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Yes – A Study Says Its Possible to Prevent Diabetes by Eating Your Food in the Right Order

We investigate why this might be true—and why it might not be.

Approximately 96 million American adults, or more than one in three, have prediabetes, a condition in which blood sugar levels are higher than usual but not high enough to be diagnosed as type 2 diabetes, according to the Centers for Disease Control and Prevention (CDC).

Why is prediabetes such a huge deal? A recent study that was published in Nutrients on October 20, 2023, revealed a link between prediabetes and a number of chronic illnesses, such as dementia, cancer, non-alcoholic fatty liver disease, neuropathy, and chronic kidney disease.

The good news is that studies have demonstrated how altering one’s lifestyle to include eating differently and exercising more will reduce the chance of developing type 2 diabetes from prediabetes, as well as the risk of developing the condition overall.

The risk of type 2 diabetes has been shown to be lowered by a range of eating habits, but these researchers were interested in testing a particular eating pattern in which individuals prioritized consuming protein and non-starchy vegetables above carbs. They also attempted to duplicate past research, some of which they had conducted themselves, which had revealed a relationship between blood glucose regulation and weight reduction and the order in which various nutrients were eaten. Above all, they were curious to see whether this was sustainable and how it operated in the real world.

How Was the Research Performed?

Researchers divided prediabetic trial participants into two groups at random. Only conventional nutrition guidance was provided to one group (the C group). The FO group, which was the second group, was given conventional nutrition counseling in addition to advice on when to eat carbohydrate-rich foods last at meals and prioritize eating protein and non-starchy vegetables.

Before the start of the 16-week research period and again at its conclusion, each participant underwent an oral glucose tolerance test. Additionally, participants were asked not to increase their physical activity during the study time, and their level of activity was measured at the start and again at the finish.

The participants in both groups got routine nutrition counseling, which involved a trained dietitian reviewing their baseline food diaries and coaching them on the principles of a varied, healthy diet based on the USDA’s MyPlate framework.

Additional counseling was provided to the FO group, who were told to eat non-starchy vegetables and protein first at meals, then carbs. Additionally, students received instructions on what foods fit into each category and how to handle combination items like sandwiches (which they were advised to start with a green salad). For 16 weeks, both groups kept food diaries.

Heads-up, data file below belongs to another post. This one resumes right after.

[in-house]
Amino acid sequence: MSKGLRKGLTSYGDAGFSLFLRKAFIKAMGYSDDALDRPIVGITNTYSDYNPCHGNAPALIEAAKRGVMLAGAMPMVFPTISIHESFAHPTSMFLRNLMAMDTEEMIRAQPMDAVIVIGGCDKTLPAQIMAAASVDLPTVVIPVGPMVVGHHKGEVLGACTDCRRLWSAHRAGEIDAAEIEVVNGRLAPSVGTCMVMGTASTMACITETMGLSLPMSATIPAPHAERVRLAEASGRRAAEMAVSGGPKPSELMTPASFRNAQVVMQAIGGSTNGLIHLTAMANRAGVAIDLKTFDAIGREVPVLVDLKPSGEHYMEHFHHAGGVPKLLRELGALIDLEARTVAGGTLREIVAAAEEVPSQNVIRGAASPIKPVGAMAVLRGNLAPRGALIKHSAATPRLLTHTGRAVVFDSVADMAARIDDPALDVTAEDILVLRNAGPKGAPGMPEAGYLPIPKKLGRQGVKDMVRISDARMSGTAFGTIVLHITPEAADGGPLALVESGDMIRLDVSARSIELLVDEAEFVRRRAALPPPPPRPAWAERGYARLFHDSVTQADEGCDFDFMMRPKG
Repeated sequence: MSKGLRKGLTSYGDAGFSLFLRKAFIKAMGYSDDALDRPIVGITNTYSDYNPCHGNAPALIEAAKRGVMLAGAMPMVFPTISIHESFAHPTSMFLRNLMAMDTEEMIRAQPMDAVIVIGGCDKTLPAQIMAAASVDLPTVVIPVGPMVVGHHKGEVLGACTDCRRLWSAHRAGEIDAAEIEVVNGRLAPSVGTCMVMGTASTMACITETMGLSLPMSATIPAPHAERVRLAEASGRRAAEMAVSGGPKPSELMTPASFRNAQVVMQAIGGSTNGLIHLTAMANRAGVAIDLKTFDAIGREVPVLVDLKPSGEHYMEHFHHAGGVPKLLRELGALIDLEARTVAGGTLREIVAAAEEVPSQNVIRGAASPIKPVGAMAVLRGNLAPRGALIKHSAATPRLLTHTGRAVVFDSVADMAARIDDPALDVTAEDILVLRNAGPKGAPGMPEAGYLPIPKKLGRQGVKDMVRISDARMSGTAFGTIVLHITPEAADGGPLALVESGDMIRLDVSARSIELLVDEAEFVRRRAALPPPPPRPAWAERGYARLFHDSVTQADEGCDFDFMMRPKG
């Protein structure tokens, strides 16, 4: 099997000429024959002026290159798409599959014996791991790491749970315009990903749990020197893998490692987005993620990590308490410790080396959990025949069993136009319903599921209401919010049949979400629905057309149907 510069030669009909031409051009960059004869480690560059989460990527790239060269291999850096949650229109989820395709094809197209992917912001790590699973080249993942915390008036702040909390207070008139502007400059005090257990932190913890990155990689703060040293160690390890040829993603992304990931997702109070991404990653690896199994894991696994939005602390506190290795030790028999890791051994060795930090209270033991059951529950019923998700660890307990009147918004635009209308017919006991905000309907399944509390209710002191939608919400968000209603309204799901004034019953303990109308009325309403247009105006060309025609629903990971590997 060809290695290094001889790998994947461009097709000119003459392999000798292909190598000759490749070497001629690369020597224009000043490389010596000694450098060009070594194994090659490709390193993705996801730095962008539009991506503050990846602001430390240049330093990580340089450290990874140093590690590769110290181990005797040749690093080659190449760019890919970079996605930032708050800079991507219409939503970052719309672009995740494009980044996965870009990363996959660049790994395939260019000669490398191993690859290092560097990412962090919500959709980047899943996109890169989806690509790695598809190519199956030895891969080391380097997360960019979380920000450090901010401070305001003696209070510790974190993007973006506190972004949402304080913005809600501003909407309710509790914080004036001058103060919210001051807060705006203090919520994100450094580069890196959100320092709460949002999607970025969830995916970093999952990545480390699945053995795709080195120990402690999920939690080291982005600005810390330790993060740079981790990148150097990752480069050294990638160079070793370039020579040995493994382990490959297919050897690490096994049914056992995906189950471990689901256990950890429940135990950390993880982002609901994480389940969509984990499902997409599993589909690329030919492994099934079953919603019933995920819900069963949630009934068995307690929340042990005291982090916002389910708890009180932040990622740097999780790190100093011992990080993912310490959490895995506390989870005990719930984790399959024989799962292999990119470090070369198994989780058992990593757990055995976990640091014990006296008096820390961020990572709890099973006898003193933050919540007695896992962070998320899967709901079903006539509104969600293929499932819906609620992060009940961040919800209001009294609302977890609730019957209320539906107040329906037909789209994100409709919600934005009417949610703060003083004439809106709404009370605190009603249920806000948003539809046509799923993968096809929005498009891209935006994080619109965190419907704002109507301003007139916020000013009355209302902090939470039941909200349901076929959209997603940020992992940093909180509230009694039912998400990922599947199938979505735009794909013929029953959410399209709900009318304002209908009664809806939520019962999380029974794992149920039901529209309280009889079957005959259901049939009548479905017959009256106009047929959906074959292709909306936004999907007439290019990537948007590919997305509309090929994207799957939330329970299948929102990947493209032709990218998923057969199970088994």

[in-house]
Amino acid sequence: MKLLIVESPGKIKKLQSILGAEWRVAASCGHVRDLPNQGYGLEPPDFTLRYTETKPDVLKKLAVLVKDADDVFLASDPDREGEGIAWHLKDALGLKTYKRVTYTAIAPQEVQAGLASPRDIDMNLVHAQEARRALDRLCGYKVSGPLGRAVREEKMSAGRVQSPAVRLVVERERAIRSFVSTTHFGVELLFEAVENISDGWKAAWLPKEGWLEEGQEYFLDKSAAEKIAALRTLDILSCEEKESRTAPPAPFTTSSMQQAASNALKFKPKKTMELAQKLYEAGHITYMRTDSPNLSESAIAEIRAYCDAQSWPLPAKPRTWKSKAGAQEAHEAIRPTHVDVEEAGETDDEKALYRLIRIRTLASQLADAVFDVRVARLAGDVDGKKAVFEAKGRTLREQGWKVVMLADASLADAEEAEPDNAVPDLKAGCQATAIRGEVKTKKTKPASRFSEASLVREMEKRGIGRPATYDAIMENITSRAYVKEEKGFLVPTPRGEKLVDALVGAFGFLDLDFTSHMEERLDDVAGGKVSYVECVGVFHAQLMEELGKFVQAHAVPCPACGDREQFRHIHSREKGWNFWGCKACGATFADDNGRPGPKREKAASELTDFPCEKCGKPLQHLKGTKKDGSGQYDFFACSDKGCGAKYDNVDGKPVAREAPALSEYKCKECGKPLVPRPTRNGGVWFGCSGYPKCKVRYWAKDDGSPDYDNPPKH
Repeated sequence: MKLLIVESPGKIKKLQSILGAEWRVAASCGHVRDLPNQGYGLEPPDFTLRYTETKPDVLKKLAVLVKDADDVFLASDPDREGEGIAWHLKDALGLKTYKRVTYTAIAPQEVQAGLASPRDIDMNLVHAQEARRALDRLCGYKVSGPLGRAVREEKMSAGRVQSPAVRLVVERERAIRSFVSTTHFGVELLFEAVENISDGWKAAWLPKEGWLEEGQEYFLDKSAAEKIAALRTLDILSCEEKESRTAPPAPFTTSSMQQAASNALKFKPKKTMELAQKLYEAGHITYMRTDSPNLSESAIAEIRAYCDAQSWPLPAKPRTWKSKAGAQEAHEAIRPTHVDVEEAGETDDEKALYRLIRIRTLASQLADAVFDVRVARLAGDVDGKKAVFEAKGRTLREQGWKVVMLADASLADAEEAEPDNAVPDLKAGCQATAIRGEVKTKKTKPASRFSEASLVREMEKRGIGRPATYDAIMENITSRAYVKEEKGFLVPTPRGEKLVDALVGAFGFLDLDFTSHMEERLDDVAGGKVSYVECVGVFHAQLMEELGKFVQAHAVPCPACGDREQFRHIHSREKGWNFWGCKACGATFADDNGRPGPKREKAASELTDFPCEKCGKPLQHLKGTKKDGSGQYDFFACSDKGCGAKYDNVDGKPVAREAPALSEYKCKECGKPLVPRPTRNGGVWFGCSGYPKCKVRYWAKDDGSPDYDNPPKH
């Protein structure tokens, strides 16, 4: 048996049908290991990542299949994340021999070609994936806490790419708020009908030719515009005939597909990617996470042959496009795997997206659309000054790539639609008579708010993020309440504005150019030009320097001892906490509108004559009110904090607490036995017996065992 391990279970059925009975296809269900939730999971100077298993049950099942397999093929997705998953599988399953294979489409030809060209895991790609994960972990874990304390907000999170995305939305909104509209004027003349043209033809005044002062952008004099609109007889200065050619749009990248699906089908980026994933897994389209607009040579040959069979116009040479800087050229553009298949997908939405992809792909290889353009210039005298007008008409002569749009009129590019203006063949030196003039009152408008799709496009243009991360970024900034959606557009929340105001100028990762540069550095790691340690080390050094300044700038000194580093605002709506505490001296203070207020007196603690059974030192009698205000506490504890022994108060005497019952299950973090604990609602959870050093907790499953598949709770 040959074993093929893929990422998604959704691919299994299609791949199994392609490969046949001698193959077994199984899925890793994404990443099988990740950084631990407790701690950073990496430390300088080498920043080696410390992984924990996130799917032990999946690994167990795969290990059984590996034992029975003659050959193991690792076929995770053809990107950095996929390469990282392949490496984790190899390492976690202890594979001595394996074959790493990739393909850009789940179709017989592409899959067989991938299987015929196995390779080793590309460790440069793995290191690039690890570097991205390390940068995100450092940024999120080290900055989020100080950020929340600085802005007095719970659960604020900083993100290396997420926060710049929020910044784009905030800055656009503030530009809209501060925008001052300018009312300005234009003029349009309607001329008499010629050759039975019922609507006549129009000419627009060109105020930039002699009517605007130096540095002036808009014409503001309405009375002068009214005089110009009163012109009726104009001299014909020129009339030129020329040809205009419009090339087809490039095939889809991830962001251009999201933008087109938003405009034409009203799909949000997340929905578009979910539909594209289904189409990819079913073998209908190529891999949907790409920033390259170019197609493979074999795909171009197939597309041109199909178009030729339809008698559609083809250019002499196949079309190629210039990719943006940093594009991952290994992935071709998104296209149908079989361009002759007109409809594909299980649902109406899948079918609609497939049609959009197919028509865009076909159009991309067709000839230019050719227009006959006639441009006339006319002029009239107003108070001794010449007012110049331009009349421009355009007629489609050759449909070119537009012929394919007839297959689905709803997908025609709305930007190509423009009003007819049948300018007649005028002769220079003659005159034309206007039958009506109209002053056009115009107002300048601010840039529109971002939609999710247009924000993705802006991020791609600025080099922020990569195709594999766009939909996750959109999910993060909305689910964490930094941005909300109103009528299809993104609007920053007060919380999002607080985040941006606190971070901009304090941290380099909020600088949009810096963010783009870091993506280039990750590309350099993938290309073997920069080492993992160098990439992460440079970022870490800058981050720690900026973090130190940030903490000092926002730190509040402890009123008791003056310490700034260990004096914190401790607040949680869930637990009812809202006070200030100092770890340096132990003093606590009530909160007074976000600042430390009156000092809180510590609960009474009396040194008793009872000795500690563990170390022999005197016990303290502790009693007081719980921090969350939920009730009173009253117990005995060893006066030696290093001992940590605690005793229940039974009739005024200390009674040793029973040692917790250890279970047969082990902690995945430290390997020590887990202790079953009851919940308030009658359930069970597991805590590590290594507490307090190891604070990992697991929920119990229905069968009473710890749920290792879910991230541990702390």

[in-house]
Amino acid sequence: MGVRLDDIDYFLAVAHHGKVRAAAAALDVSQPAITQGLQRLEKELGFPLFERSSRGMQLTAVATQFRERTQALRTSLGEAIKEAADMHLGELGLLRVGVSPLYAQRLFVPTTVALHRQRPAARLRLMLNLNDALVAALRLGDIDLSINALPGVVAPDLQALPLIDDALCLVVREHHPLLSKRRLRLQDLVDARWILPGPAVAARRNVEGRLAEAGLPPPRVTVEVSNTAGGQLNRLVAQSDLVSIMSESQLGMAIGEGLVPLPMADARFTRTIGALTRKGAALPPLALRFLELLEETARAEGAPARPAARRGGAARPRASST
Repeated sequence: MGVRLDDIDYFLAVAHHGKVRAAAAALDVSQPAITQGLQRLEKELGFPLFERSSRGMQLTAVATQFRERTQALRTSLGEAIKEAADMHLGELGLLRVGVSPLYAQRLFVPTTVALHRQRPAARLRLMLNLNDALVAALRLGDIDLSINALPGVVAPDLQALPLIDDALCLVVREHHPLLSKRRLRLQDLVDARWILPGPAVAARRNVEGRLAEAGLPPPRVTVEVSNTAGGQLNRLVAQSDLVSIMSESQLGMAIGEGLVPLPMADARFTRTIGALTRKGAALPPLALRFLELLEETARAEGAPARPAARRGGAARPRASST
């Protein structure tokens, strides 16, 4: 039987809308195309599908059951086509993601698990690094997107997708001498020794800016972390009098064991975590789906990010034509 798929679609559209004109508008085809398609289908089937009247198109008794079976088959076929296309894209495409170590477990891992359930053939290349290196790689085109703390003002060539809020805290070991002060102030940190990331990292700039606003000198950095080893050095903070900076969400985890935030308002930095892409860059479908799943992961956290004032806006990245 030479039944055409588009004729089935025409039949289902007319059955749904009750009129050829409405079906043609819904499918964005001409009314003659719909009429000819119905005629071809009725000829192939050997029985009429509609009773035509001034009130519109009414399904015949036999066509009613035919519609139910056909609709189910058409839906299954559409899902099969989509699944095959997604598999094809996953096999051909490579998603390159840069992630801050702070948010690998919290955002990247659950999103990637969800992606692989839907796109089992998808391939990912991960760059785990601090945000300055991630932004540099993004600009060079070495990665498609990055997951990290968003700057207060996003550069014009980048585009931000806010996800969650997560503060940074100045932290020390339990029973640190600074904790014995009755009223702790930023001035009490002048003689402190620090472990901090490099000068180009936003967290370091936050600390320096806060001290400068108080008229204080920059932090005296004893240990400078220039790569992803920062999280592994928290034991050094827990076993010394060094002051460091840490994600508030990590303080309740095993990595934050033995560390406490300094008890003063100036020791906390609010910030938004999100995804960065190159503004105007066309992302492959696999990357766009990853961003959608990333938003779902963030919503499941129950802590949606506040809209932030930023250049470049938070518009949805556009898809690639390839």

What Was Discovered by the Study?

During the 16-week study period, some of the subjects were recruited before the COVID-19 pandemic, while others were included just at the start of the outbreak. Counseling shifted from in-person sessions to phone and video sessions as a result.

A 90-day average of blood sugar levels, or HbA1c, was predicted by the researchers to be higher in the FO groups at the conclusion of the 16-week trial. In these two domains, they discovered no significant variations between the two groups. Still, both groups were heading down, which indicates that their blood sugar test results were lower than initial values; if the study had lasted longer, this trend might have persisted.

Additionally, they predicted that the FO group would lose more weight than the C group. It becomes a little complicated at this point. Prior to the pandemic, those in the FO group did, in fact, lose more weight than those in the C group—on average, six pounds as opposed to one pound over the course of 16 weeks. Though they lost roughly the same amount of weight as those in the C group, participants in the FO group whose study time occurred during the pandemic lost less weight than those whose study period fell before to the epidemic.

The researchers believe that some of the outcomes were negatively impacted by the switch from in-person to remote meetings. It’s also possible that the stress at the moment had an impact on our hormones that regulate appetite and satiety, leading us to eat more.

It’s interesting to note that when comparing the pre-pandemic groups, the C group lost less weight overall but still consumed fewer calories. The FO group lost more weight even though they didn’t cut less calories overall. They also said they could continue with the alteration because it felt simple to boost their intake of vegetables.

In summary

According to this study, you may enhance your blood sugar levels, lose weight, and consume more veggies and protein-rich foods later in your meal. You may also save more carb-rich foods until last.

This may be partially due to the fact that when you eat your vegetables and protein first, you may be less hungry by the time you reach the carbohydrates, which could lead to you eating less of them. This is more in line with a lower-carb, higher-protein diet, which supports weight loss. However, so have the Mediterranean diet and other eating plans that emphasize whole grains, legumes, fruits, and other nutritious foods high in carbohydrates.

The most important thing is to pick an eating schedule that consists of a range of foods you enjoy, eat with awareness, walk more, let stress go, and get lots of sleep. You can also have fun arranging your food in a different order if you so want. Who knows? You might be able to maintain and enjoy this eating habit. Additionally, eating more veggies may help you control your blood sugar levels.

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